Jailed: Man who sexually abused vulnerable boy from age of 9
A CHIPPENHAM man who suffered sexual abuse for seven years as child at the hands of a 64-year-old man has urged other victims of abuse not to live in fear of speaking out, after his abuser was jailed for 16 years.
David Acres, 64, of Deansway, was sentenced at Swindon Crown Court earlier this month after being found guilty of four sex offences dating back to the 1980s and 1990s.
His victim, who cannot be named for legal reasons, suffered night terrors, drink and drug problems and contemplated suicide as a result of the abuse, which began when he was nine.
“I’d been unable to sleep, it affected my work ability,” said the man, who is in his forties and still lives in Chippenham.
“They weren’t nightmares they were night terrors. I was reliving the events and it got to a stage where I was afraid of going to sleep because it was accessing memories which I shut away.
“I turned to alcohol and drugs because it was a short stop release and I was using them to help me sleep.”
Acres’ abuse first took place in 1984 and continued until 1991. But it was a further three years before the victim told anyone.
“I was at college in Chippenham and we were told we could donate blood at the Olympiad,” he said.
“When I went there was a question which said ‘have you had unprotected anal sex?’ and the bloke there could see I was getting sweaty and white with shock.
“I said I can’t give blood and he said ‘I think I know why and you need to speak with someone’.
“I told my lecturers and friends and that was the first time I’d told anyone.
“When I told my mum she was mortified because she’d been absolutely clueless.
“My family were scared for my physical and mental health.
“There were a couple of times I came close to suicide because I felt unclean and dirty and at that time I was very unstable.”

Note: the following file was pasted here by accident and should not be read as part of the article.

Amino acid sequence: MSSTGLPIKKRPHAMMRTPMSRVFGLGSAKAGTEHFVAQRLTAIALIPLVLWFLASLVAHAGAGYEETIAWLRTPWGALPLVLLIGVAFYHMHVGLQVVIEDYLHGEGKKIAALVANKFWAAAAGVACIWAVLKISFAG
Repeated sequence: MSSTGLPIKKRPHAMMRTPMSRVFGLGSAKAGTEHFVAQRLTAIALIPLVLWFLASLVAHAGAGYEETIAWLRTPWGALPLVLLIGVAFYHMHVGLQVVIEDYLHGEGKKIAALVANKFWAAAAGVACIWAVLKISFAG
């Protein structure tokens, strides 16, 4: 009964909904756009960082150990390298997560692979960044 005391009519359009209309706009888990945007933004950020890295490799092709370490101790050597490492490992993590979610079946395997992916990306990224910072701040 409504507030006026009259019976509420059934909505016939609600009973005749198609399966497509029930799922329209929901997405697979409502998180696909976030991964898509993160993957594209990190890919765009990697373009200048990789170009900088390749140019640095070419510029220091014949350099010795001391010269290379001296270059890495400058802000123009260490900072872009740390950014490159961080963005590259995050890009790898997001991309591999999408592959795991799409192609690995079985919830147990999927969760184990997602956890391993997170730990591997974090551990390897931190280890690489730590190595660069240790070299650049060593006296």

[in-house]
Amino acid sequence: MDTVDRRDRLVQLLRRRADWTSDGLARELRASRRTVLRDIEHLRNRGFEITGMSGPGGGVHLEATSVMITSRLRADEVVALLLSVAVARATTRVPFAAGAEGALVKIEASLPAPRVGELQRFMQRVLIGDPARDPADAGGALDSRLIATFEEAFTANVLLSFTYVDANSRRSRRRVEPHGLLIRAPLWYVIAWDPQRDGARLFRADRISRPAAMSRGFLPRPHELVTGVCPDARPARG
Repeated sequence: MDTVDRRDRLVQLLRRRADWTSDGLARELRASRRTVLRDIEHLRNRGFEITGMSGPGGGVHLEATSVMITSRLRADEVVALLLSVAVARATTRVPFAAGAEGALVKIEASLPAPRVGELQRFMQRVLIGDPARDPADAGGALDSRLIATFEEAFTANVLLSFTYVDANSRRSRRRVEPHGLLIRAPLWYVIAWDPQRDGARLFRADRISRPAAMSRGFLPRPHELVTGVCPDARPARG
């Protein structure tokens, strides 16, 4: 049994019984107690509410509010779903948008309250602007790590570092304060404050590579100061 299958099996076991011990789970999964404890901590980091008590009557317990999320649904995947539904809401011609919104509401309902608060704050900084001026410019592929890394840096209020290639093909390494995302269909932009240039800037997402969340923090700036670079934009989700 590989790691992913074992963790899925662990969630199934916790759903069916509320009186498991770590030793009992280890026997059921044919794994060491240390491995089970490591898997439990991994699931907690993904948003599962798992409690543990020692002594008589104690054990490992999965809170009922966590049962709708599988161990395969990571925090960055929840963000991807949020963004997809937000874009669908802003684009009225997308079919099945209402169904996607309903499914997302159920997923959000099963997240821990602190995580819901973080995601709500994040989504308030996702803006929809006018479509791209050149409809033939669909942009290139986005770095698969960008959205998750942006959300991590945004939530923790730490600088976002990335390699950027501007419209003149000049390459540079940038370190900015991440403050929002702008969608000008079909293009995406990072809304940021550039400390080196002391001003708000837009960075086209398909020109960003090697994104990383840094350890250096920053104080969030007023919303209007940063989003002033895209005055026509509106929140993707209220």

The victim underwent counselling but refrained from telling police about the abuse for fear of repercussions against his family.
“It wasn’t just the threat of violence, it was the implied threat,” he added.
“My mum was very ill at the time and on pain killers and I feared that if I spoke out she would suffer violence.
“Two-and-a-half years ago I went to the police because I was a care assistant at the time and I believed very strongly in a duty of care to the community and the public in general and not just myself but my family.”
The victim was forced to relive the horrific events twice in a court room after there was a hung jury during Acres’ first trial in September 2015.
“I never expected it to be a hung jury and my life was put on hold because of it,” he said.
“I knew what was going on [at the sentencing] but it was like I was watching it in slow motion with the volume turned down.
“Do I think justice has been done? Yes I think justice was done but it’s been an uphill challenge.
“I need to thank the people for giving me the support, my family, work, the police who have been absolutely superb, Crown Prosecution Service and NSPCC.
“It’s not easy going forward if you’re a victim of abuse especially when it’s the same sex. But if me coming forward helps one person great, if it helps ten superb.
“If you suffer from abuse talk to someone, you have done nothing wrong, you are the victim.”